Summer always held a fascination for me. It was that time of year when you got up really too early and played all day, barely eating a meal since you were thoroughly distracted.

My family would always make our way to this beautiful place where we would camp every year. Sometimes we would sleep in a tent, sometimes we were in a cottage. I still remember those cottages, different colored doors, red, blue or purple. Each had three rooms with a bed and small dresser, there was a kitchen, dining table and a small washroom. My parents took one room which left two, sometimes it would be my sister and I in one room and my brother in the last. Sometimes though my grandmother would come and so I ended up sharing a room with my brother, which is one thing I try and forget, that and the daddy long leg spiders that seemed to live with us in the cottage.

Just out back of the cottage was the lake, it called to me. My parents tell a story of how as a small child they couldn’t keep me out of the water and had to watch me every moment. Apparently I once wadded into the water, the cold water, with all my clothes on. It was later on that I learned to wear a bathing suit.

Beyond the lake was what brought us to this beautiful place, the sand dunes. Massive hills of golden sand reaching toward the sky. We spent our days playing in the park, swimming in the lake and roaming around those dunes. By night-time we would be tired and waterlogged, my mother would get us into our track suits, mine was gray with pink cuffs and a picture of smurfette on it, and my father would try to make a fire. Eventually he would get it going and we would sit around it roasting marshmallows, having previously found the roasting sticks in one of our hunts for the perfect stick contests. We would laugh and sing until it was almost time to sleep. Next, us kids would gather on the couch next to our mother as she read us a story, then it was time to sleep. The next day we would wake up really early to start all over again.

Every year my dad would rent one of those small aluminium boats with the tiny motor on the back. He would get us all ready and we would spend the day out on the lake fishing. My sister and I were a bit squeamish of the worms, which always came in a small styrofoam bowl topped with a plastic lid sporting tiny air holes. My father would bait our hooks and we would cast our small rods, with the bobbers and wait for a nibble. We would wait and wait, then someone would feel something, my father would rush to their side to help, careful not to tip the boat, and the fish would be reeled in. My father never ate fish which passed down to my sister and I, thus our house never saw fish as a meal. It now occurs to me that fact makes fishing a bit senseless, since we only did the catch and release thing, but before releasing it the proud fisherman who had caught it would hold it up high and with a wide grin have their picture taken with the fish. Our family albums are littered with toothless grins holding up tiny sunfish, but we had fun and that is what had mattered.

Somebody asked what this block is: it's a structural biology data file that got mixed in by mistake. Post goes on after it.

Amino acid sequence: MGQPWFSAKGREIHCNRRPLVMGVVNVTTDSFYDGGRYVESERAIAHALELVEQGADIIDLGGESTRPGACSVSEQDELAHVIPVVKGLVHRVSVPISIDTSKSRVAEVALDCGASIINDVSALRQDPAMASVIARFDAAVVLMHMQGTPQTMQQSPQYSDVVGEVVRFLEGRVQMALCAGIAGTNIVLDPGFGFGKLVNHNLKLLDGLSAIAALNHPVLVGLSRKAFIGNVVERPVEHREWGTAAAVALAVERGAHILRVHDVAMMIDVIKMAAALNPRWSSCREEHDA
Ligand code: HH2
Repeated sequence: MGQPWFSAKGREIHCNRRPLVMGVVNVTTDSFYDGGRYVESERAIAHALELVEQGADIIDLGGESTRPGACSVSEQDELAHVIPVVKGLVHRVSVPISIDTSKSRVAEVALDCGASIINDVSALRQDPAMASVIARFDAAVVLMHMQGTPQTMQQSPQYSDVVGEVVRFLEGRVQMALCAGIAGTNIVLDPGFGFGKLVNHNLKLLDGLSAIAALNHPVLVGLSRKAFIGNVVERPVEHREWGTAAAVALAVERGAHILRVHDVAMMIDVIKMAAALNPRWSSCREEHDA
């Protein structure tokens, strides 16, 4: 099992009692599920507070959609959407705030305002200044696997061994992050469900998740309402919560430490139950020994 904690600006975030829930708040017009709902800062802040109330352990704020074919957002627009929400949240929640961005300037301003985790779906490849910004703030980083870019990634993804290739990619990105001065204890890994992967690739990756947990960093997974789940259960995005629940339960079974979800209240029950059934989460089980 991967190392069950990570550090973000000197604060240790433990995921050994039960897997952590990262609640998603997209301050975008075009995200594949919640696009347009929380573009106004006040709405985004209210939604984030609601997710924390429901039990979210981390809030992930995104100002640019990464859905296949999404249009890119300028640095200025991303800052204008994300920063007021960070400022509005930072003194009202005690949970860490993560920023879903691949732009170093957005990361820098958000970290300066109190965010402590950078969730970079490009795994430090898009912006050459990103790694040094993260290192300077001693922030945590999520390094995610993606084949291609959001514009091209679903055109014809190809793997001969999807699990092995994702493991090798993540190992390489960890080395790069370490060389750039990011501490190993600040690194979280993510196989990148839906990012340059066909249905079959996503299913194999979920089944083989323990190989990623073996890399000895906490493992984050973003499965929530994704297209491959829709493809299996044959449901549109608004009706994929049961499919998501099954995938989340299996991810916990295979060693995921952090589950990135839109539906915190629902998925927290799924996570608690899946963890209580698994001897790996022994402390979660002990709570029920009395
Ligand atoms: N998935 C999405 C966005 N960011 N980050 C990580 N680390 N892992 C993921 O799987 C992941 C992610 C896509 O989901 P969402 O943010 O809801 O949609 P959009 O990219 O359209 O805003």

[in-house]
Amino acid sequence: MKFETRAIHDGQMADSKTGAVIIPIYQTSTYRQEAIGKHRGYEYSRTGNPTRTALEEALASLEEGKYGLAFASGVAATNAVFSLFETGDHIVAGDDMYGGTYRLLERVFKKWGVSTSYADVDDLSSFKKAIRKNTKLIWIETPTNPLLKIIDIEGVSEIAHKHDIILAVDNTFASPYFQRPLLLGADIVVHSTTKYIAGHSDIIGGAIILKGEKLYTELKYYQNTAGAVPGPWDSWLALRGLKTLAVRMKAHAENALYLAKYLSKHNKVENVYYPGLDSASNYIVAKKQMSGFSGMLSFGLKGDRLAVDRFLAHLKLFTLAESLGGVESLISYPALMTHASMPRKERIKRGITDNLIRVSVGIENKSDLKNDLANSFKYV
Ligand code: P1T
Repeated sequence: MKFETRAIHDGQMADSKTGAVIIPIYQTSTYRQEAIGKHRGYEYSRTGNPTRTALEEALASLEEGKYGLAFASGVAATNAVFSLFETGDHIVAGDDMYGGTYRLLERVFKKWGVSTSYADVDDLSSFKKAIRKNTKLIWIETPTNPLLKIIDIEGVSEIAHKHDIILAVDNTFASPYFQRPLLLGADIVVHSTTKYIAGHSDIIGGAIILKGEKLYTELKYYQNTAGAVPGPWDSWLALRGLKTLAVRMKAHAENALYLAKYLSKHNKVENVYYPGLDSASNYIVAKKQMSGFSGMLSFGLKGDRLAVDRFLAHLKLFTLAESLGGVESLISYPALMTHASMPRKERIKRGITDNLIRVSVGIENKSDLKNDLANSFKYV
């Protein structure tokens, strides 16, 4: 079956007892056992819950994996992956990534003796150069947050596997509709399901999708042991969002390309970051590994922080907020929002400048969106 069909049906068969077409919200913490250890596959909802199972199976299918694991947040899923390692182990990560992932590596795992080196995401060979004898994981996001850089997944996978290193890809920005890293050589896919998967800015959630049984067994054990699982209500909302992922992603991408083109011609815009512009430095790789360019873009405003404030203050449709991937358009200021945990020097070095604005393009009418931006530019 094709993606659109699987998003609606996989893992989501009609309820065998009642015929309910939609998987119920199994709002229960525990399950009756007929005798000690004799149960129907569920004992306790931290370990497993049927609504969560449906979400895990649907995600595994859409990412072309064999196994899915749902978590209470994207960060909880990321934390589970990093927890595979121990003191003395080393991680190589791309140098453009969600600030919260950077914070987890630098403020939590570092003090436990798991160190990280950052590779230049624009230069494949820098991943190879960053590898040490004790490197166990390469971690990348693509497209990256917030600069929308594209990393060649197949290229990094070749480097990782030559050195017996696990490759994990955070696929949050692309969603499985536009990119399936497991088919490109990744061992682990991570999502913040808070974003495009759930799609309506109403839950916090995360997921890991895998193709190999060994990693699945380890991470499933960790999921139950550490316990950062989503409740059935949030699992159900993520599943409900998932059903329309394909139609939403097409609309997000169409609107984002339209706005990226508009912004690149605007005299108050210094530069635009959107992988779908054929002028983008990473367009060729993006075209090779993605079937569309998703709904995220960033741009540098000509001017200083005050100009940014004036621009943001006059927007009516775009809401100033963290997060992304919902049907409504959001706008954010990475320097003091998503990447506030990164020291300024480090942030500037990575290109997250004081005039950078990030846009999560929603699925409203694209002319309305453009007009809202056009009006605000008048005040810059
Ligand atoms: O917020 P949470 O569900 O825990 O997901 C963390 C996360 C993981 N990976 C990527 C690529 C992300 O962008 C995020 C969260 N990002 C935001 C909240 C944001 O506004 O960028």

One negative aspect to those summers was that we often made friends with girls who were camping there, but after a week or two they would leave, never to be seen again. This is a traumatic event for a six year old and I remember my parents trying to comfort me, telling me there would be other friends next year. I was, of course, skeptical, but the next year would arrive and sure enough new friends were found. The times we had in that special place are ones I will remember for a life time. The walks over hot sand dunes, the endless days of swimming in the pristine land and the family outings we would embark upon.

Over the years the sand dunes have become more overgrown with vegetation, the water has become polluted and the trailer park has been taken over as a public beach. My parents still have a trailer on the lake, and we still visit, but it will never be the same again. Though all the vegetation and pollution can never wipe away the memories we have of those summers, they are ours to keep and treasure.

By: Beverly Beekmans (April, 2001)

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